Agricultural and Food Science - abstract
Vol. 18 (2009), No. supplement1, p. 134 s
The success of the diversified farm - resource-based view
Keywords resource-based theory, financial success, diversified farms,
Farms and rural areas have many specific valuable resources that can be used to create non-agricultural products and services. Most of the research regarding on-farm diversification has hitherto concentrated on business start-up or farm survival strategies. Resource allocation and also financial success have not been the primary focus of investigations as yet. In this study these specific topics were investigated i.e. resource allocation and also the financial success of diversified farms from a farm management perspective. The key question addressed in this dissertation, is how tangible and intangible resources of the diversified farm affect the financial success.
This study’s theoretical ackground deals with resource-based theory, and also certain themes of the theory of learning organisation and other decision-making theories. Two datasets were utilised in this study. First, data were collected by postal survey in 2001 (n = 663). Second, data were collected in a follow-up survey in 2006 (n = 439). Data were analysed using multivariate data analyses and path analyses.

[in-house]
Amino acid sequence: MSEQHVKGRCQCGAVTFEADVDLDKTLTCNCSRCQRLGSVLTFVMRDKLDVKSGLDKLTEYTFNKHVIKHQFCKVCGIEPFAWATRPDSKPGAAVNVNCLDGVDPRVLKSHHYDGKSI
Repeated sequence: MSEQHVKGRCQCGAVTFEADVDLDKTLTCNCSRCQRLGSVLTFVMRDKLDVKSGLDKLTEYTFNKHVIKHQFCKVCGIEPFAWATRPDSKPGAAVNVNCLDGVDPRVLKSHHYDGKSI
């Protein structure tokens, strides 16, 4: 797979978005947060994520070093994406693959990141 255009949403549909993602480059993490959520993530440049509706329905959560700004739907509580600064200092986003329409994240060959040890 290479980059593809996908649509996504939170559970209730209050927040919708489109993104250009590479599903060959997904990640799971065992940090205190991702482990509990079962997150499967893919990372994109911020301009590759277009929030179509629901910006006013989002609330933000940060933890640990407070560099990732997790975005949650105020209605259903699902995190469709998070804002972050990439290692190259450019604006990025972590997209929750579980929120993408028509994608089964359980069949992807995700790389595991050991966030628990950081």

The study results reveal that, diversified farms performed differently. Success and resources were linked. Professional and management skills affected other resources, and hence directly or indirectly influenced success per se. In the light of empirical analyses of this study, tangible and intangible resources owned by the diversified farm impacted on its financial success. The findings of this study underline the importance of skills and networks for entrepreneur(s). Practically speaking all respondents of this study used either agricultural resources for non-farm businesses or non-farm resources for agricultural enterprises. To share resources in this way was seen as a pragmatic opportunity recognised by farmers.
One of the downsides of diversification might be the phenomenon of over-diversification, which can be defined as the situation in which a farm diversifies beyond its optimal limit. The empirical findings of this study reveal that capital and labour resource constrains did have adverse effects on financial success. The evidence indicates that farms that were capital and labour resource constrained in 2001 were still less profitable than their ‘no problems’ counterparts five years later.
[Full text] (PDF kt)
Source: MTT's Publications database Afsf